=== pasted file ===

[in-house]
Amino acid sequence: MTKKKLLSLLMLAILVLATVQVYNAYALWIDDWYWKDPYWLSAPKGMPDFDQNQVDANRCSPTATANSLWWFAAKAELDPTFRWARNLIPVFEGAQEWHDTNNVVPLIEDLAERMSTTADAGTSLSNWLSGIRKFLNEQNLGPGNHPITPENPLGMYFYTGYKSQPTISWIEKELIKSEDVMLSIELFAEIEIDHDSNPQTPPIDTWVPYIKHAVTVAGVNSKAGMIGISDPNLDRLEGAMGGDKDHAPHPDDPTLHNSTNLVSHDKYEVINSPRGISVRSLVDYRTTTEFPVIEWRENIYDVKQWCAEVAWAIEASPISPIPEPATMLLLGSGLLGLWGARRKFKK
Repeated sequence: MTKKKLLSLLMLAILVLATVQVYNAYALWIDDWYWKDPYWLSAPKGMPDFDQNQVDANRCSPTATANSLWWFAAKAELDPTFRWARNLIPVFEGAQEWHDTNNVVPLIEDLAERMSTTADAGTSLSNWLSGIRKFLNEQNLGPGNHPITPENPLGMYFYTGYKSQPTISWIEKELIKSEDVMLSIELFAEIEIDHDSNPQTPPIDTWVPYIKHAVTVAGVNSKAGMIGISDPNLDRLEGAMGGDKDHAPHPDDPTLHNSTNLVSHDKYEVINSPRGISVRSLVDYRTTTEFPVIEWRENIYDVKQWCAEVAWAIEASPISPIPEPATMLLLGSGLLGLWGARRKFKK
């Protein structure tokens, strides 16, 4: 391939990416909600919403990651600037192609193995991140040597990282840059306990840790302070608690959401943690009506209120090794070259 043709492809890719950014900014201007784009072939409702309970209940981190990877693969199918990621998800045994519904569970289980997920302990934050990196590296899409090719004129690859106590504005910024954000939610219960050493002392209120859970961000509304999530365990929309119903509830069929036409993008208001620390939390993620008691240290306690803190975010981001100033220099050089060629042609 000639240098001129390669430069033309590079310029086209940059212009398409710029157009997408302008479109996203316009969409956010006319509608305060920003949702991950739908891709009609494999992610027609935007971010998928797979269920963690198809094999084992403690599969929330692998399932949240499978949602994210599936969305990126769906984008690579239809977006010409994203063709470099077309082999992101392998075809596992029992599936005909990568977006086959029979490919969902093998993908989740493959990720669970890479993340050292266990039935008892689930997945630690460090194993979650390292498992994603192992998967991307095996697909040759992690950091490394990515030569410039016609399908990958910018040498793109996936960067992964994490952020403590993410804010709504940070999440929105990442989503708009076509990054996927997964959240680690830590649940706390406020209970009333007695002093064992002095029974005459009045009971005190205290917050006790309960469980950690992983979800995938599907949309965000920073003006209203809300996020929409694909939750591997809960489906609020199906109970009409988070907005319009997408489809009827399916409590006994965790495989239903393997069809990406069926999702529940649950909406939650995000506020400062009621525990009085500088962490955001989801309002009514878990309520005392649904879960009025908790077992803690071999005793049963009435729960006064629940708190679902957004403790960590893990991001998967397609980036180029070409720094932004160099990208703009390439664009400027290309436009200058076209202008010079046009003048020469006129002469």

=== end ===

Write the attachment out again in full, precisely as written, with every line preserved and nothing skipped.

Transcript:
[in-house]
Amino acid sequence: MTKKKLLSLLMLAILVLATVQVYNAYALWIDDWYWKDPYWLSAPKGMPDFDQNQVDANRCSPTATANSLWWFAAKAELDPTFRWARNLIPVFEGAQEWHDTNNVVPLIEDLAERMSTTADAGTSLSNWLSGIRKFLNEQNLGPGNHPITPENPLGMYFYTGYKSQPTISWIEKELIKSEDVMLSIELFAEIEIDHDSNPQTPPIDTWVPYIKHAVTVAGVNSKAGMIGISDPNLDRLEGAMGGDKDHAPHPDDPTLHNSTNLVSHDKYEVINSPRGISVRSLVDYRTTTEFPVIEWRENIYDVKQWCAEVAWAIEASPISPIPEPATMLLLGSGLLGLWGARRKFKK
Repeated sequence: MTKKKLLSLLMLAILVLATVQVYNAYALWIDDWYWKDPYWLSAPKGMPDFDQNQVDANRCSPTATANSLWWFAAKAELDPTFRWARNLIPVFEGAQEWHDTNNVVPLIEDLAERMSTTADAGTSLSNWLSGIRKFLNEQNLGPGNHPITPENPLGMYFYTGYKSQPTISWIEKELIKSEDVMLSIELFAEIEIDHDSNPQTPPIDTWVPYIKHAVTVAGVNSKAGMIGISDPNLDRLEGAMGGDKDHAPHPDDPTLHNSTNLVSHDKYEVINSPRGISVRSLVDYRTTTEFPVIEWRENIYDVKQWCAEVAWAIEASPISPIPEPATMLLLGSGLLGLWGARRKFKK
């Protein structure tokens, strides 16, 4: 391939990416909600919403990651600037192609193995991140040597990282840059306990840790302070608690959401943690009506209120090794070259 043709492809890719950014900014201007784009072939409702309970209940981190990877693969199918990621998800045994519904569970289980997920302990934050990196590296899409090719004129690859106590504005910024954000939610219960050493002392209120859970961000509304999530365990929309119903509830069929036409993008208001620390939390993620008691240290306690803190975010981001100033220099050089060629042609 000639240098001129390669430069033309590079310029086209940059212009398409710029157009997408302008479109996203316009969409956010006319509608305060920003949702991950739908891709009609494999992610027609935007971010998928797979269920963690198809094999084992403690599969929330692998399932949240499978949602994210599936969305990126769906984008690579239809977006010409994203063709470099077309082999992101392998075809596992029992599936005909990568977006086959029979490919969902093998993908989740493959990720669970890479993340050292266990039935008892689930997945630690460090194993979650390292498992994603192992998967991307095996697909040759992690950091490394990515030569410039016609399908990958910018040498793109996936960067992964994490952020403590993410804010709504940070999440929105990442989503708009076509990054996927997964959240680690830590649940706390406020209970009333007695002093064992002095029974005459009045009971005190205290917050006790309960469980950690992983979800995938599907949309965000920073003006209203809300996020929409694909939750591997809960489906609020199906109970009409988070907005319009997408489809009827399916409590006994965790495989239903393997069809990406069926999702529940649950909406939650995000506020400062009621525990009085500088962490955001989801309002009514878990309520005392649904879960009025908790077992803690071999005793049963009435729960006064629940708190679902957004403790960590893990991001998967397609980036180029070409720094932004160099990208703009390439664009400027290309436009200058076209202008010079046009003048020469006129002469």